Let me explain.
Let’s say you were training for a marathon. You want to build strength, endurance, stamina, etc. Right? (Nod here.) Okay. So your training program should consist of building blocks that will eventually lead you to a body that’s fit, ready to perform, has energy, and so forth so you can get better, run faster, and run farther, right?
What would you say if I told you about a training program that gave you exactly enough energy and stamina you needed for the miles you intended to run and no more. Every time you went out for a run of any length you had to start the entire program over from square one, but you could get exactly the energy you needed for that set of miles. But it would take repeating the entire training program up to the miles you need every single time you left the house to run. Seems completely silly, right? It’s so much work that you have to keep doing just to break even, and you never build on your skills, stamina, strength, or endurance. You’re essentially on a treadmill…working your tail off but going nowhere, only getting exactly what you need to subsist and nothing else.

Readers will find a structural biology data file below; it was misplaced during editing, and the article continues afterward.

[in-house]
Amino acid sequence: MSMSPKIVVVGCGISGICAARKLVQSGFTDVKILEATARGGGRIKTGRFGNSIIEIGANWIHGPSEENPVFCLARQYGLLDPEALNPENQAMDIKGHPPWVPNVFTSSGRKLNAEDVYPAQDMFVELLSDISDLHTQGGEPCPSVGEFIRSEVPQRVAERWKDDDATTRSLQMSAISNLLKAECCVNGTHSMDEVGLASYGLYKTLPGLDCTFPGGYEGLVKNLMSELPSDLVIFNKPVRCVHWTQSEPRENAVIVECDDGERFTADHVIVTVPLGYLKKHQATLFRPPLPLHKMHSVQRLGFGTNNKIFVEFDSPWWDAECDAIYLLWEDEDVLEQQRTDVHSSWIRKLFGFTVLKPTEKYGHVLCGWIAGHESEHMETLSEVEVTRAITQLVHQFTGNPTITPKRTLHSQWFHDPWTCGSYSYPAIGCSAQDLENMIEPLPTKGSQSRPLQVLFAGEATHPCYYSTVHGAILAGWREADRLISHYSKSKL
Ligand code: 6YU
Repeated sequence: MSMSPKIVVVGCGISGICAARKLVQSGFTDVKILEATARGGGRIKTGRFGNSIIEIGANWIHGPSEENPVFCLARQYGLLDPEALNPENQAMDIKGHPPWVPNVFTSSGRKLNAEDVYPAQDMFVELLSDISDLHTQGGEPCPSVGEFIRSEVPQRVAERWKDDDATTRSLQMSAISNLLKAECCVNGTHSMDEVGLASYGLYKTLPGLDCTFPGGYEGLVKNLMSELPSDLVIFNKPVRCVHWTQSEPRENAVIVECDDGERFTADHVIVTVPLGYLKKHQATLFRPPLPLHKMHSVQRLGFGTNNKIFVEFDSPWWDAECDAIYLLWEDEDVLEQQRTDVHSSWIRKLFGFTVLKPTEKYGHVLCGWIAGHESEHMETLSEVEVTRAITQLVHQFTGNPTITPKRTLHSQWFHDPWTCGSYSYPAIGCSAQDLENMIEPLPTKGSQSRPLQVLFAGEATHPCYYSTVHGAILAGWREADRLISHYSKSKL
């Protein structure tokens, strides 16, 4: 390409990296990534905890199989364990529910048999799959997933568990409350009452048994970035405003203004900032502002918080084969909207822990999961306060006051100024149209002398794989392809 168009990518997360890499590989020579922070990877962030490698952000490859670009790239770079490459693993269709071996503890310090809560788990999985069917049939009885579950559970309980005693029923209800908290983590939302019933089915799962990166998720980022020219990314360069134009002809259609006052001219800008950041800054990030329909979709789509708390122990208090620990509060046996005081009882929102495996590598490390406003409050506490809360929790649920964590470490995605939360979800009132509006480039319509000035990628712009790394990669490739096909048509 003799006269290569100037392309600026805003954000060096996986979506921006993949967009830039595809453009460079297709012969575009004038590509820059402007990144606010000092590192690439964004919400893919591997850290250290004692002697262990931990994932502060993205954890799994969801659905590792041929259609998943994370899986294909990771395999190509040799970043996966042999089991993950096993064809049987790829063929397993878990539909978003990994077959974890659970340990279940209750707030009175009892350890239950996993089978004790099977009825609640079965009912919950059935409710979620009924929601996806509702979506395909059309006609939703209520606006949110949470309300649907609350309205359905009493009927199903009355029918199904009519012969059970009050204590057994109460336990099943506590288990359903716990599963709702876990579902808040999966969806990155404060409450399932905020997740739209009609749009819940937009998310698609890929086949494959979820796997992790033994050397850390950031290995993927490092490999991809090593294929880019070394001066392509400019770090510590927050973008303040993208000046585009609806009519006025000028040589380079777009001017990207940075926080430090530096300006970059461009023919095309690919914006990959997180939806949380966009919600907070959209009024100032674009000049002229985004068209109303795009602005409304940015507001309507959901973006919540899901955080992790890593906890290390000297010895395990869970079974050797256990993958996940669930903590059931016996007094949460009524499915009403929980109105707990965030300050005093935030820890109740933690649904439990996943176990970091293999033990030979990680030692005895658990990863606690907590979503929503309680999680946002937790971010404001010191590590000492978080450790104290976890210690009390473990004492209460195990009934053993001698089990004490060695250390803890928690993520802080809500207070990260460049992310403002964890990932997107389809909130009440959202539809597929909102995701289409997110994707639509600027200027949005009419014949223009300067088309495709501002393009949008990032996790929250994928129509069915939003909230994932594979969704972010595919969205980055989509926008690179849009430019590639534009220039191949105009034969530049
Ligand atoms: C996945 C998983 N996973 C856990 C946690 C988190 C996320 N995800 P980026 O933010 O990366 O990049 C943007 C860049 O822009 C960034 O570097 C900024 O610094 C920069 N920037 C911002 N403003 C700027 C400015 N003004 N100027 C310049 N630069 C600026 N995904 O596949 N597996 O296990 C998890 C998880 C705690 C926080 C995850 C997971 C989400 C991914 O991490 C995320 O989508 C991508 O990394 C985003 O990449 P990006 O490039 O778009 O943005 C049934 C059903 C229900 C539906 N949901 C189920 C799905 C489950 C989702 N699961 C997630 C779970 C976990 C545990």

That’s what Textbroker and Zerys and, for most people, Elance and other places like that do for your writing business. You have to work incredibly hard just to break even, and once you’ve broken even you can’t build on your success because it’s a new day or month and you have to start all over.
When you seek out higher paying work from clients, magazines, eBooks, books, etc. you are setting up building blocks for yourself on which you can continue on and create a booming business. Sure it takes longer to do, and you may need a part-time job as part of that income strategy to set it up, but it’s so worth it.
How I’m Tracking the Progress
For the next three months I refuse to work on bidding sites, job boards like Zerys or Textbroker, content mills, and so forth. This is incredibly scary, for sure. But I am only going to focus in the higher paying work. I’ll be tracking my progress on spreadsheets and in documents, and I’ll show you how I set that up in the next blog since this one is becoming a novel. 🙂